When I get a little more permanent again, it’s going to get my full show list and collection.

Bottom Line: Go signup for usenet, install SABNZBD+, Sickbeard and start adding shows.
Might as well kiss that remote good bye.


DRM free too.

See! I buy games. If these were DRM infested, I wouldn’t go near them with a 20ft pole. BECAUSE they are DRM free I am supporting the developer.

I’m a proponent of Piracy. Insert the “Why!?!? You’re stealing from hard working developers!” from the MAFIAA. Simple: There’s no satisfaction guarantee. If I buy a toaster and it sucks because the bread I use doesn’t work with it, I can return it and get a full refund.
Or if it has an undocumented feature of telling me that I can no longer use my deep fryer, I can tell it to go to hell.
No such luck with the Music/Movie/Game/Application community. Once I buy it, it’s a final sale. In fact… it’s so NOT mine that in some instances I can have stuff I’ve legitimately paid for revoked from me without a refund or recourse.

I lost my Steam account a while back because I got screwed by a prepaid credit card. I used it to buy some games on Steam and they somehow forced the transaction even though there wasn’t enough to cover it. Due to some bad math (and underestimation on fees associated with cross border purchases) the card ended up being a few bucks overdrawn. So the prepaid card company initiated a chargeback. Steam doesn’t like chargebacks. So they revoked my account with literally THOUSANDS of dollars worth of games. It wasn’t enough that it was an honest mistake and I could repay it, I had to find a way to add money onto a prepaid credit card that was already closed. To make a long story short, I managed to pull it out of my ass and I have a reinstated account.

Piracy puts me in control. If I feel the content is worthy of continued use, I will pay for it. Otherwise off to /dev/null it goes.

Oh and LOL at the suckers that actually paid for not so quality content and also bit in the ass with something as hilarious like UBISoft’s new DRM platform that demands a constant internet connection.
At least something like Steam is non-intrusive DRM that has an offline mode.

Hear that UBI? I’m actively NOT purchasing your content based on your choice of DRM. I was seriously considering buying Settlers 7 while it was on sale on Steam. That and a few other games. Notice that they’re not on my Steam Games list?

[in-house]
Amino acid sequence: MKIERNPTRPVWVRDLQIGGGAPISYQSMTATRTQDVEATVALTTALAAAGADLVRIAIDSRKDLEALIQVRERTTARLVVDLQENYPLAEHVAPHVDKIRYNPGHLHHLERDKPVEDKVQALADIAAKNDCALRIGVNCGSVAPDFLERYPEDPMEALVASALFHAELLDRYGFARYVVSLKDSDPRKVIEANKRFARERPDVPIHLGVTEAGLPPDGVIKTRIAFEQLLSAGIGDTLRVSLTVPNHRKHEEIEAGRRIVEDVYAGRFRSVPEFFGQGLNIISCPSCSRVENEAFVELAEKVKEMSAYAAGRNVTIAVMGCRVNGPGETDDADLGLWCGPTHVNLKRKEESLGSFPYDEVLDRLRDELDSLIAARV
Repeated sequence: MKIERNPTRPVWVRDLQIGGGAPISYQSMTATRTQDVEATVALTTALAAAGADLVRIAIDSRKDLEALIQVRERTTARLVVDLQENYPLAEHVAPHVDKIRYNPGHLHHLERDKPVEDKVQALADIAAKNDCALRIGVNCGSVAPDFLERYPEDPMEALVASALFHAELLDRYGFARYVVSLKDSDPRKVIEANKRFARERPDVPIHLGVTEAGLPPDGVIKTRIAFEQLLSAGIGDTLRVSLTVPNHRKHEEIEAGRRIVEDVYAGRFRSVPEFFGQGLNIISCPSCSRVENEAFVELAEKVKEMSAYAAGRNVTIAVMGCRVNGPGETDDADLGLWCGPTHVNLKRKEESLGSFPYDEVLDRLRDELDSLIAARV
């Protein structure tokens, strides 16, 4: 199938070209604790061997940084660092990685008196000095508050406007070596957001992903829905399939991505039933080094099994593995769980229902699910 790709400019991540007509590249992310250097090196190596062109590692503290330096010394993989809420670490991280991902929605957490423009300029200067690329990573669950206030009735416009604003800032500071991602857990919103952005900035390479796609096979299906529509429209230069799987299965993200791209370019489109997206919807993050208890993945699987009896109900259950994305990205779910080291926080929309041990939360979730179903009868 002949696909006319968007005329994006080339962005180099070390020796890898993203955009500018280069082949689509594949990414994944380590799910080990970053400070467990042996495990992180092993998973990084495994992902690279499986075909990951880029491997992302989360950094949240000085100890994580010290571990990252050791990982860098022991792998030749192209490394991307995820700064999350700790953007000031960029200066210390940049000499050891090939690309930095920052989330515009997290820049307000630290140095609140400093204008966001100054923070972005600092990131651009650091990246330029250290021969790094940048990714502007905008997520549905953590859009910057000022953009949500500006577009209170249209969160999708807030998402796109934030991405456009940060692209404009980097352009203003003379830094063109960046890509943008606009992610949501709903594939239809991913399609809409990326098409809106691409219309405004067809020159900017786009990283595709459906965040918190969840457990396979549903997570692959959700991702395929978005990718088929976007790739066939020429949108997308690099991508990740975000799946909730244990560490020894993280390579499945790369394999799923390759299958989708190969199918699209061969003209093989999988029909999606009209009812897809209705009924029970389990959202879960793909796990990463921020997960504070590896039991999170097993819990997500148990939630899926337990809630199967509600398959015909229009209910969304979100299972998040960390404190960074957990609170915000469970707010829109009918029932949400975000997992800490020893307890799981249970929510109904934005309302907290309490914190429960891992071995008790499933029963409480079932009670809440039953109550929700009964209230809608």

That goes for any other developer that thinks DRM is a good idea.
I did accidentally buy Flock! that did include Securom, but that was due to my own personal negligence. Whoops.

Anyway…. this post has become about DRM and how evil it is.
Go support some devs that do the right thing.
Oh and pay more than $0.01 you cheap jerks.

Gigabit to home
three hundred fifty a month
I have a boner

(LOL Haiku)

Oh and it’s symmetrical.
And uncapped.
In Tennessee.



I’ve been hanging around with someone southern recently and it rekindled my love for sweet tea. It’s SO simple to make, but SO [expletive deleted]ing delicious.

I was in a US 4Pack (aka Costco) and discovered that they have GIANT gallon sized tea bags from Lipton. EIGHT bucks for 48 bags. Team that with about 50lbs of sugar (for $20) and you have enough sweet tea to flood the south.

For those REALLY dense, here’s a recipe:

-1 Gallon sized tea bag
-2.5 cups white sugar (to taste)
-1/2Gallon Water
-3x 1/2 gallon pitchers (4 if you want to be able to rotate)

1. Boil water.
2. Add Sugar
3. Kill heat
4. Add teabag
5. Wait 2 hours
6. Squeeze Tea bag (NO JOKES!)
7. Split tea between 3 1/2 gallon pitchers
8. Fill each with cold water
9. Chill
10. omnomnomnom

Seriously… 2 of us have literally consumed 14lbs of sugar in the last month.
Hilariously… this is about the same as 1x 1L Coke per person per day for a month. Not to mention that I’m drinking literally a gallon and a half of fluid rather than 1/4 gal. So in terms of sugar, it’s 6X more awesome.

In terms of taste, it’s over 9000x more awesome.
Oh and tea apparently has antioxidants. Because fuck you oxidation.


© 2012 The Mind of DH Suffusion theme by Sayontan Sinha